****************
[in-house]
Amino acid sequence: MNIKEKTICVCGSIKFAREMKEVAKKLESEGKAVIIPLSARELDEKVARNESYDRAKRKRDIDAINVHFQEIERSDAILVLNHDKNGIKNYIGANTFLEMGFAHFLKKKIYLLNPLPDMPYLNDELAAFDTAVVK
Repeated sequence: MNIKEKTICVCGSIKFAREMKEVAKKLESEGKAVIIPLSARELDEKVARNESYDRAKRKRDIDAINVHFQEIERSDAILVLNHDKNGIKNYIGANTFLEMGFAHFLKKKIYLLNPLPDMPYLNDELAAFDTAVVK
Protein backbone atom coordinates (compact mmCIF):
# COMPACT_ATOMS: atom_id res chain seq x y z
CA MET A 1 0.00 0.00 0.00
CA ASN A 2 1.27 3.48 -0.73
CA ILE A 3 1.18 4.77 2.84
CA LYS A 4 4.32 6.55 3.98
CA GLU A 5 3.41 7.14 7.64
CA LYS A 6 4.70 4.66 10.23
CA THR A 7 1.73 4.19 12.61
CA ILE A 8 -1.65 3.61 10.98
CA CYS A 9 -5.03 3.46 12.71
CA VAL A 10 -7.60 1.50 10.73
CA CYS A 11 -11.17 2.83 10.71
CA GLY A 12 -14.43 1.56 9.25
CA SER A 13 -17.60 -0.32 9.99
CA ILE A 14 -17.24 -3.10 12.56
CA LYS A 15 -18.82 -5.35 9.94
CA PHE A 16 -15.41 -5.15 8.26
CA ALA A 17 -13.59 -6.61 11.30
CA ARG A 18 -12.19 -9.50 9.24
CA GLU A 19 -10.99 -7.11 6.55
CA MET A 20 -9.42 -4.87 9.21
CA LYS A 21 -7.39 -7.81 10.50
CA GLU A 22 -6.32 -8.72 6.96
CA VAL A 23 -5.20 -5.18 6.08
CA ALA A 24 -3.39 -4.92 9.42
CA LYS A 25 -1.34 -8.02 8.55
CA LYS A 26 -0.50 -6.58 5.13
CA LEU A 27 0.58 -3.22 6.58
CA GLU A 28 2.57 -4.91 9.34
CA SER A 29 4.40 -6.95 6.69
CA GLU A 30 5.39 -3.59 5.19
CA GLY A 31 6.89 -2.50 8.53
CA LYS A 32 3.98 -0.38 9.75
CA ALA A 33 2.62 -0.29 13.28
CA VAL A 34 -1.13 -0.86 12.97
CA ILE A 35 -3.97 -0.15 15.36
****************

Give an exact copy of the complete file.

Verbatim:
[in-house]
Amino acid sequence: MNIKEKTICVCGSIKFAREMKEVAKKLESEGKAVIIPLSARELDEKVARNESYDRAKRKRDIDAINVHFQEIERSDAILVLNHDKNGIKNYIGANTFLEMGFAHFLKKKIYLLNPLPDMPYLNDELAAFDTAVVK
Repeated sequence: MNIKEKTICVCGSIKFAREMKEVAKKLESEGKAVIIPLSARELDEKVARNESYDRAKRKRDIDAINVHFQEIERSDAILVLNHDKNGIKNYIGANTFLEMGFAHFLKKKIYLLNPLPDMPYLNDELAAFDTAVVK
Protein backbone atom coordinates (compact mmCIF):
# COMPACT_ATOMS: atom_id res chain seq x y z
CA MET A 1 0.00 0.00 0.00
CA ASN A 2 1.27 3.48 -0.73
CA ILE A 3 1.18 4.77 2.84
CA LYS A 4 4.32 6.55 3.98
CA GLU A 5 3.41 7.14 7.64
CA LYS A 6 4.70 4.66 10.23
CA THR A 7 1.73 4.19 12.61
CA ILE A 8 -1.65 3.61 10.98
CA CYS A 9 -5.03 3.46 12.71
CA VAL A 10 -7.60 1.50 10.73
CA CYS A 11 -11.17 2.83 10.71
CA GLY A 12 -14.43 1.56 9.25
CA SER A 13 -17.60 -0.32 9.99
CA ILE A 14 -17.24 -3.10 12.56
CA LYS A 15 -18.82 -5.35 9.94
CA PHE A 16 -15.41 -5.15 8.26
CA ALA A 17 -13.59 -6.61 11.30
CA ARG A 18 -12.19 -9.50 9.24
CA GLU A 19 -10.99 -7.11 6.55
CA MET A 20 -9.42 -4.87 9.21
CA LYS A 21 -7.39 -7.81 10.50
CA GLU A 22 -6.32 -8.72 6.96
CA VAL A 23 -5.20 -5.18 6.08
CA ALA A 24 -3.39 -4.92 9.42
CA LYS A 25 -1.34 -8.02 8.55
CA LYS A 26 -0.50 -6.58 5.13
CA LEU A 27 0.58 -3.22 6.58
CA GLU A 28 2.57 -4.91 9.34
CA SER A 29 4.40 -6.95 6.69
CA GLU A 30 5.39 -3.59 5.19
CA GLY A 31 6.89 -2.50 8.53
CA LYS A 32 3.98 -0.38 9.75
CA ALA A 33 2.62 -0.29 13.28
CA VAL A 34 -1.13 -0.86 12.97
CA ILE A 35 -3.97 -0.15 15.36